Combinations of enzymes may be obtained by fermenting two or more enzymes simultaneously in the same fermentation broth using this liquid or a processed liquid thereof as a starting material in a process of the invention. Alternatively combinations of enzymes may be obtained by fermenting the enzymes separately and using mixtures of different fermentation broths and/or processed liquids thereof as a starting material for the process of the invention.

Fermentation Broths and Enzyme Containing Liquids

The starting material for processes of the invention is a fermentation broth or an enzyme containing liquid depending on the steps of the process.

In the first aspect of the invention, supra, the starting material is a fermentation broth and the process comprises the step of spray drying said fermentation broth. As defined herein a fermentation broth in accordance with the invention comprises microbial cells and/or cell debris thereof (biomass). Some of is the biomass may be removed before spray drying to optimize the broth properties and suitability for spray drying, e.g. to adjust viscosity. However, the more biomass is removed the more expensive the process will be. Accordingly, in a preferred embodiment the fermentation broth comprises at least 10% of the biomass, more preferably at least 50%, even more preferably at least 75% and most preferably at least 90% or at least 95% of the biomass originating from the fermentation. In another preferred embodiment the broth contains 0-31% w/w dry matter, preferably 0-20% w/w, more preferably 0-15% w/w such as 10-15% w/w dry matter, 0% dry matter being excluded from said ranges. The biomass may constitute up to 90% w/w of the dry matter, preferably up to 75% w/w, more preferably up to 50% w/w of the dry matter, while the enzyme may constitute up to 50% w/w of the dry matter, preferably up to 25% w/w, more preferably up to 10% w/w of the dry matter.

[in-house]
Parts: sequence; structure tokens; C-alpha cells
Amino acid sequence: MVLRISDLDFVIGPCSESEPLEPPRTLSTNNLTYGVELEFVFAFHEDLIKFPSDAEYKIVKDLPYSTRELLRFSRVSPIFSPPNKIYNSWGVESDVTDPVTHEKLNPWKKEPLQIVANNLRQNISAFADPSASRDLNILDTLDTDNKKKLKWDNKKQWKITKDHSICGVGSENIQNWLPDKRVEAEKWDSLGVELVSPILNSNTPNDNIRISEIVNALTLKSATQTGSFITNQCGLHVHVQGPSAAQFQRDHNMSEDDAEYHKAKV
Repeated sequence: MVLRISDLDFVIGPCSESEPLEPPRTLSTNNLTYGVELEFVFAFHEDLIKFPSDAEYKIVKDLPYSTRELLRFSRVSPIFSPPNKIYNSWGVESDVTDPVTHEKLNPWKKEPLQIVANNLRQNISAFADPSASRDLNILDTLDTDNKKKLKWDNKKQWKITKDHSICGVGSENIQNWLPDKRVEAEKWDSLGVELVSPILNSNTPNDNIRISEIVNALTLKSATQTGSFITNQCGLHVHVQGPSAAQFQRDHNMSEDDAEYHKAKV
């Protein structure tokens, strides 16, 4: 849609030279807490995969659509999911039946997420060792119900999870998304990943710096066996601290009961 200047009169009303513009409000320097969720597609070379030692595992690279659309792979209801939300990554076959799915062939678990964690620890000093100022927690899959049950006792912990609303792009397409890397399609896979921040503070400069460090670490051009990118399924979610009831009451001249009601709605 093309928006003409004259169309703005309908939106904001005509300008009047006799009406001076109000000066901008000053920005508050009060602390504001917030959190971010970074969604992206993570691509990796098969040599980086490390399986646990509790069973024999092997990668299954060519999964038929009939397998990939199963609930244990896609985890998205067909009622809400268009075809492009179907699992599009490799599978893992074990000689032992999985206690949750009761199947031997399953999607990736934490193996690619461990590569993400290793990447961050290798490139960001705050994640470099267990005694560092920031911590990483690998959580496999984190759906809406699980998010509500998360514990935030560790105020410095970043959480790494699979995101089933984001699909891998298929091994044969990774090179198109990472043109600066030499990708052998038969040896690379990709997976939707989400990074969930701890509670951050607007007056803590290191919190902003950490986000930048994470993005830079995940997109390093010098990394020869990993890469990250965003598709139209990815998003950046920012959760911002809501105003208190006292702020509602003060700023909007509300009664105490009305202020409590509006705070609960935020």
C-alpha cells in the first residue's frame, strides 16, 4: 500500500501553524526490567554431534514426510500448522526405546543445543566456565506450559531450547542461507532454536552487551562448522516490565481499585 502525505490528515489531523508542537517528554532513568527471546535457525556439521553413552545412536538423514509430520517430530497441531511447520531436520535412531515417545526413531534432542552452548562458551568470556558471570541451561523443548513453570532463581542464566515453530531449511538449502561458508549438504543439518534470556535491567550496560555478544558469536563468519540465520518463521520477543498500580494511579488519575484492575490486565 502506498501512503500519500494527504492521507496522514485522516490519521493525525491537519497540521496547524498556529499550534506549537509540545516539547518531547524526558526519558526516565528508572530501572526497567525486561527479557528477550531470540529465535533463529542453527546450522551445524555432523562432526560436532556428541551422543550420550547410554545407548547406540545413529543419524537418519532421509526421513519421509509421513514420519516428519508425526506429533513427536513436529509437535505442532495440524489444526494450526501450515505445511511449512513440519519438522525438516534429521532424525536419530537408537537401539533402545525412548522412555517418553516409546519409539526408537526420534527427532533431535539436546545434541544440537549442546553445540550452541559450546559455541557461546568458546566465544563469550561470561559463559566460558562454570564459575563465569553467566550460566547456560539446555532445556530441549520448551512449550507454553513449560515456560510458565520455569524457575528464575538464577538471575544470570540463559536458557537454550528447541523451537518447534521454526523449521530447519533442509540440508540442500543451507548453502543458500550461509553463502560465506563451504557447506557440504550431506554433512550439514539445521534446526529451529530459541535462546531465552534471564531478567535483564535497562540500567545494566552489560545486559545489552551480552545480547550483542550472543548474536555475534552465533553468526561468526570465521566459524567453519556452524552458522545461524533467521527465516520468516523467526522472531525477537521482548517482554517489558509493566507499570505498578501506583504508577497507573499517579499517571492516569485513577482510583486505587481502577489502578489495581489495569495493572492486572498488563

In another preferred embodiment of the first aspect of the invention, coarse particles or bodies such as straw, rubble, soy grits and other non-biomass insolubles are removed from the fermentation broth starting material before spray drying. Such coarse particles or bodies may originate from additives such nutrients added during fermentation. The coarse particles or bodies may be removed by straining, sedimentation, centrifugation and/or decanting the broth. This process is called de-sludging.

In the second aspect of the invention the starting material is an enzyme containing liquid and the process comprises the step of spray drying said enzyme containing liquid to obtain a first dry enzyme containing particle and subsequently subjecting the first dry particle to a second process step to obtain a second dry enzyme containing particle.

The starting material to be dried in accordance with the second aspect of the invention, is preferably an aqueous liquid, such as an aqueous solution or dispersion of one or more enzymes.

In a preferred embodiment of the second aspect of the invention, the starting material is a fermentation broth or a fermentation broth, which have been subjected to one or more processing steps, such as a fermentation filtrate or an enzyme concentrate as defined, supra.

Removing the biomass from a fermentation broth to provide a fermentation filtrate may be achieved by known methods such as filtration, centrifugation, flocculation and combinations thereof.

An enzyme concentrate may be provided for by processing a fermentation filtrate. Such processing includes evaporation of solvents (e.g. water), ultra filtration to reduce contents of water and low molecular components, extraction of enzyme from the fermentation filtrate into a second liquid. Also purification through column chromatography may be used, e.g. by pumping the fermentation filtrate through a column comprising a resin, allowing the enzyme to pass at a slower or faster rate than water, salts or other constituents of the filtrate.